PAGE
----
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Old-fashioned ways to get around Eureka.

Since the mid-1970s, Eureka's Old Town district has been staging a slow but steady comeback. Renovation of its Victorian commercial structures-many now occupied by attractive restaurants, art galleries, and shops has returned an air of prosperity to the harborside area. Painstaking renovation and imaginative recreation have also revived three old-fashioned modes of transportation by which visitors can now take leisurely tours of the historic streets and harbor of this fine old North Coast town.

Promenade by horse and buggy

After a six-year stint as drivers in New York City's Central Park, Michele and Marty L'Herault brought an elegant burgundy carriage west to Eureka last year, A reproduction of a turn-of-thecntury vis-a-vis, it now carries visitors slowly and comfortably on informative tours through Old Town, pulled by one of the L'Heraults' massive Percheron horses. A top folds up to cover riders in inclement weather.

Look for the carriage between 11 and 7 daily (until 10 Fridays and Saturdays) at the gazebo at Second and F streets. A 20-minute tour around the center of Old Town costs $16 for up to four adults and two children; a 45-minute tour that takes in the Carson Mansion (a monument to Victorian extravagance and lumber money) is $34. For more details, call Old Town Carriage Co. at (707) 442-7264.

Board a wireless trolley

For the first time in 50 years, trolley service returns to Old Town this summer. However, the new car rolls on tires and doesn't get its power from overhead electrical wires. Using a bus chassis as foundation, Eric Hollenbeck built the car's frame out of Douglas fir and finished it in polished mahogany, redwood, and oak at Blue Ox Millworks, his custom mill in Eureka. He's been commissioned to create two more trolleys by the Eureka Business Improvement District Association.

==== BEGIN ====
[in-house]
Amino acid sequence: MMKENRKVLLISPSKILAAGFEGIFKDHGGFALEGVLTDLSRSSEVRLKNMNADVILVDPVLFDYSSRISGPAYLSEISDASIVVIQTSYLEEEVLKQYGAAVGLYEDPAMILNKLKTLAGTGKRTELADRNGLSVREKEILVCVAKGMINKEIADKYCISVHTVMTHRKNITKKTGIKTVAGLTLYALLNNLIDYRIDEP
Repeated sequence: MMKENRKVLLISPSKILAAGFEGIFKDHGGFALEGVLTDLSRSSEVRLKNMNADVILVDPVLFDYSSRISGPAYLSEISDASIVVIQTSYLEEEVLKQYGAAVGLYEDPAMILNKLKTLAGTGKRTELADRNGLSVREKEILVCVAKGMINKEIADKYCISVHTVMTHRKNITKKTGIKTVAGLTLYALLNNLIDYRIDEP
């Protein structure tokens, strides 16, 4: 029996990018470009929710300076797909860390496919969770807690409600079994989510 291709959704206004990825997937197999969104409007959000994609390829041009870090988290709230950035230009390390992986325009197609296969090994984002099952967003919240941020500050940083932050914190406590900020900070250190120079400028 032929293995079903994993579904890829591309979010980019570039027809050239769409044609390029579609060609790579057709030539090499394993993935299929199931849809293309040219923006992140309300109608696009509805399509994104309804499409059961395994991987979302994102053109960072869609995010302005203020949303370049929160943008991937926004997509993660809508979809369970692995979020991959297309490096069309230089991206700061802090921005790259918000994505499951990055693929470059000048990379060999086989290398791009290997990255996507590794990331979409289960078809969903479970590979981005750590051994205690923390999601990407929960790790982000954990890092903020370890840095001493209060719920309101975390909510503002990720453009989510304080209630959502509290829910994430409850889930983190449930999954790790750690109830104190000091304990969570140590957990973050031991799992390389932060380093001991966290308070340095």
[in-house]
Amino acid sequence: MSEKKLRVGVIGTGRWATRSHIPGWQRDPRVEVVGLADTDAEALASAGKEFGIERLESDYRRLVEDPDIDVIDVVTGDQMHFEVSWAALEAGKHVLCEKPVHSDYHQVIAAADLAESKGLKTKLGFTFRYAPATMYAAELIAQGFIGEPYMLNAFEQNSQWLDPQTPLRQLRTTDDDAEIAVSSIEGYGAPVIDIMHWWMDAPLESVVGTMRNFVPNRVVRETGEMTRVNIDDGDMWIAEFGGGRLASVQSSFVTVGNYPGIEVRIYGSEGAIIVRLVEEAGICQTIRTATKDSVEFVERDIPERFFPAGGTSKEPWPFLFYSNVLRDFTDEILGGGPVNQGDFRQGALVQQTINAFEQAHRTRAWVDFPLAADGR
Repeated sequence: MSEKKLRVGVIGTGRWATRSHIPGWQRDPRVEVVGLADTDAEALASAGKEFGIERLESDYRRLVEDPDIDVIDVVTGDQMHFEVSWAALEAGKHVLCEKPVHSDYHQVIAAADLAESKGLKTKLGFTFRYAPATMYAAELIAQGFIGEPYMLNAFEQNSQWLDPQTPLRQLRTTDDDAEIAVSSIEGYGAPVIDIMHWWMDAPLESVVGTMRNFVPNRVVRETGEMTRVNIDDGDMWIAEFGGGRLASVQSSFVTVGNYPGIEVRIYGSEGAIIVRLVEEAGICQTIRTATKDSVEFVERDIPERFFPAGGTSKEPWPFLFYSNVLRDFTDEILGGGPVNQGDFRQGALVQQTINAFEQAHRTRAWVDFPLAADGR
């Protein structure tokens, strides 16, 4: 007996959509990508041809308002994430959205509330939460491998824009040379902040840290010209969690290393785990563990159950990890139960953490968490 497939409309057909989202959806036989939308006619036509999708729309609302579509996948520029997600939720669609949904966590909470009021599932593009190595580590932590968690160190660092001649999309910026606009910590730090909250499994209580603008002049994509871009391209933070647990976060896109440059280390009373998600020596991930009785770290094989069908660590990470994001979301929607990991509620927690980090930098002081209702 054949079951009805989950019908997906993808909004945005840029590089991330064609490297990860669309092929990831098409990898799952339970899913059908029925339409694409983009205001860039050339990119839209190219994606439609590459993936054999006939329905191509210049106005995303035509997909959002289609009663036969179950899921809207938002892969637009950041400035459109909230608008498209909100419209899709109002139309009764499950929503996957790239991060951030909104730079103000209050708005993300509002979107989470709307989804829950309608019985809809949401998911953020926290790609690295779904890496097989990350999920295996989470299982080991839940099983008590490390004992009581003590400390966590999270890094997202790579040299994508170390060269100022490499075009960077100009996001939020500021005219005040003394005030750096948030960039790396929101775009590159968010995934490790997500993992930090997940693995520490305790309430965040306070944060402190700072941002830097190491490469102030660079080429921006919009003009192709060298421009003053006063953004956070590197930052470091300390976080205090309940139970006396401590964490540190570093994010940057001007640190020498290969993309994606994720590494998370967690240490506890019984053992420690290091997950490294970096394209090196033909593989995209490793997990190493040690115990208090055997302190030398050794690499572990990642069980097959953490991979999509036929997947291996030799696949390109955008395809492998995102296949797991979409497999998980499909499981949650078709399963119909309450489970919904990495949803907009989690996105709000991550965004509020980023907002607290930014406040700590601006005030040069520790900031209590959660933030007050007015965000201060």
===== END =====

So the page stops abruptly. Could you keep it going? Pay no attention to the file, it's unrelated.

At our press time, the trolley was expected to begin free service in June (11:30 to 5:30 Thursdays through Sundays) on a route running east and west through Old Town and as far south as the Eureka Inn. For details, call 442-9054.

Ply the bay on a restored ferry

Built in 1910 to ferry millworkers across Humboldt Bay and used after 1971 for harbor cruises, the Madaket is the oldest passenger vessel on the West Coast still in use. It has just been extensively restored and returned to its original appearance. Narrated cruises sail from the dock at the foot of C Street at 1, 2:30, 4, and 7 daily. The 75-minute trip ($8.50 adults, $7.50 ages 12 through 17, $5.50 ages 6 through 11 ) passes an egret rookery, oyster beds, cargo ships, and fish-processing plants. En route, you'll learn about the discovery of Humboldt Bay and the subsequent growth of Eureka and its industries.
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Title Annotation:California
Publication:Sunset
Date:Jul 1, 1990
Words:459
Previous Article:New ridge and living history at old Fort Ross.
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